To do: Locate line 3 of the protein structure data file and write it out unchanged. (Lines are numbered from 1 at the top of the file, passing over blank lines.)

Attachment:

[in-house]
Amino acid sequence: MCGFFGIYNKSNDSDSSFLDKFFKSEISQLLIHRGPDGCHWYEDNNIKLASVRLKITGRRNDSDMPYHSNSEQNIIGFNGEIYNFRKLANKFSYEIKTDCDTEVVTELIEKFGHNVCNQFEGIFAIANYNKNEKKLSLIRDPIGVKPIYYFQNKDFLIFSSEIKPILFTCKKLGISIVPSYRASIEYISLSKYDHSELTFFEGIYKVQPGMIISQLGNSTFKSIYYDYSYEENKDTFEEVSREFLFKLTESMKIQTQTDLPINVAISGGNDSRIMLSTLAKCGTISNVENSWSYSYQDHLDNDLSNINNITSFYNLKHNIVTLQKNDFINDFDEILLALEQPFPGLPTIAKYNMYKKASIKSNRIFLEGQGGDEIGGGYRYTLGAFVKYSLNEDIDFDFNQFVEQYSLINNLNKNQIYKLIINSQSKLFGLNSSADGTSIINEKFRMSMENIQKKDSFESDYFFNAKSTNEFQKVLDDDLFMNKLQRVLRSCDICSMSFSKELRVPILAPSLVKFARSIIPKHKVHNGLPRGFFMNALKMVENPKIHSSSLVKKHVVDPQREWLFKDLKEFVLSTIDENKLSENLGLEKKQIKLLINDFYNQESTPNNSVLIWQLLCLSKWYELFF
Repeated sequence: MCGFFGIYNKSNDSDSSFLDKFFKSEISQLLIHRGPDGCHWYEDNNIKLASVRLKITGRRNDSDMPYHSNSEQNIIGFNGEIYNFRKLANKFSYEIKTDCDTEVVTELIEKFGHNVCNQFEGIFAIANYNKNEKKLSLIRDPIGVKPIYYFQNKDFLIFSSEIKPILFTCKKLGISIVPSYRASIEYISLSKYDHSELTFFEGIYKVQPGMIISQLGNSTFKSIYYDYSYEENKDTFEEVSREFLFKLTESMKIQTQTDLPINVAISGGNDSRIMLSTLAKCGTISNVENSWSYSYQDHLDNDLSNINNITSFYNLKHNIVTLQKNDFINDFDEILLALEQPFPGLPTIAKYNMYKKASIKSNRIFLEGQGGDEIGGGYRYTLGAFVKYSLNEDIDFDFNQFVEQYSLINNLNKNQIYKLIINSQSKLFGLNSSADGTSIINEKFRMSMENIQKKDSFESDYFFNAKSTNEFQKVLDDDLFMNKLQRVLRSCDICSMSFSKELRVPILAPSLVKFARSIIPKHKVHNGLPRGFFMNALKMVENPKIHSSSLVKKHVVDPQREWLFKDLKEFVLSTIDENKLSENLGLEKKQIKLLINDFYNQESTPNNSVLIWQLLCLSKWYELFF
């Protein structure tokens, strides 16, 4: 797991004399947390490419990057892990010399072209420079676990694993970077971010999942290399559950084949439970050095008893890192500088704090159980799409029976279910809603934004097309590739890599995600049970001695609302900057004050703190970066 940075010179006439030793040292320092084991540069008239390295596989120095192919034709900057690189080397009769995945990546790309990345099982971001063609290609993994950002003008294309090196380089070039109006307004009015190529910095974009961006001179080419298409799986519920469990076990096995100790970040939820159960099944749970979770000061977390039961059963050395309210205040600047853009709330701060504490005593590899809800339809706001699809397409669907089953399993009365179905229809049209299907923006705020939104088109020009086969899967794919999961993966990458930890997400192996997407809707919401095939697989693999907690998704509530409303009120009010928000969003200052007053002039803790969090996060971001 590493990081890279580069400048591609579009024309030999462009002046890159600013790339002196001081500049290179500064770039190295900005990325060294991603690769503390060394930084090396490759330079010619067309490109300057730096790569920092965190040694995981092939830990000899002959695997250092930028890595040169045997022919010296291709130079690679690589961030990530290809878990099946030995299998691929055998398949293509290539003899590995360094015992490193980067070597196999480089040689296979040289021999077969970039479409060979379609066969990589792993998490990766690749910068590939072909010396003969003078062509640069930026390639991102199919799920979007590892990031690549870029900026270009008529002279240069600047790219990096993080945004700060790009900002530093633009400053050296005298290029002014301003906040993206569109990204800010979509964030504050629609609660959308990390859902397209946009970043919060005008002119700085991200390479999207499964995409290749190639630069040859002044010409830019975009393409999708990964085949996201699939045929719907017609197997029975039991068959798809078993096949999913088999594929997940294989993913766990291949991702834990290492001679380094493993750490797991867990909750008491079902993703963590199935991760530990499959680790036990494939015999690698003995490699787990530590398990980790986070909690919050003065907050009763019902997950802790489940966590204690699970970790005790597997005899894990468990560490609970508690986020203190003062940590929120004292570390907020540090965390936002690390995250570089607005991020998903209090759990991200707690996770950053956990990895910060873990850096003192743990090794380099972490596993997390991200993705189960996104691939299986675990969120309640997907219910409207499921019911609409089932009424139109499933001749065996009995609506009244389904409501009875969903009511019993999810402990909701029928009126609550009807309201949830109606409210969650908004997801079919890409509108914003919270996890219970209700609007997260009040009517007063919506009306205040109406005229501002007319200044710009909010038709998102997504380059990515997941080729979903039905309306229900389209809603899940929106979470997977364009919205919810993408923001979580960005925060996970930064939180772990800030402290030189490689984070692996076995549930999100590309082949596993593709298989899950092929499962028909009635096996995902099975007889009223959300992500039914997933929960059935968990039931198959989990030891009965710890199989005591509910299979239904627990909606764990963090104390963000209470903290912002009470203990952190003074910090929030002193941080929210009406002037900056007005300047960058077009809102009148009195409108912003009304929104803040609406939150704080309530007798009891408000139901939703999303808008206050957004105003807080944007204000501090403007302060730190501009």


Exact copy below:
Repeated sequence: MCGFFGIYNKSNDSDSSFLDKFFKSEISQLLIHRGPDGCHWYEDNNIKLASVRLKITGRRNDSDMPYHSNSEQNIIGFNGEIYNFRKLANKFSYEIKTDCDTEVVTELIEKFGHNVCNQFEGIFAIANYNKNEKKLSLIRDPIGVKPIYYFQNKDFLIFSSEIKPILFTCKKLGISIVPSYRASIEYISLSKYDHSELTFFEGIYKVQPGMIISQLGNSTFKSIYYDYSYEENKDTFEEVSREFLFKLTESMKIQTQTDLPINVAISGGNDSRIMLSTLAKCGTISNVENSWSYSYQDHLDNDLSNINNITSFYNLKHNIVTLQKNDFINDFDEILLALEQPFPGLPTIAKYNMYKKASIKSNRIFLEGQGGDEIGGGYRYTLGAFVKYSLNEDIDFDFNQFVEQYSLINNLNKNQIYKLIINSQSKLFGLNSSADGTSIINEKFRMSMENIQKKDSFESDYFFNAKSTNEFQKVLDDDLFMNKLQRVLRSCDICSMSFSKELRVPILAPSLVKFARSIIPKHKVHNGLPRGFFMNALKMVENPKIHSSSLVKKHVVDPQREWLFKDLKEFVLSTIDENKLSENLGLEKKQIKLLINDFYNQESTPNNSVLIWQLLCLSKWYELFF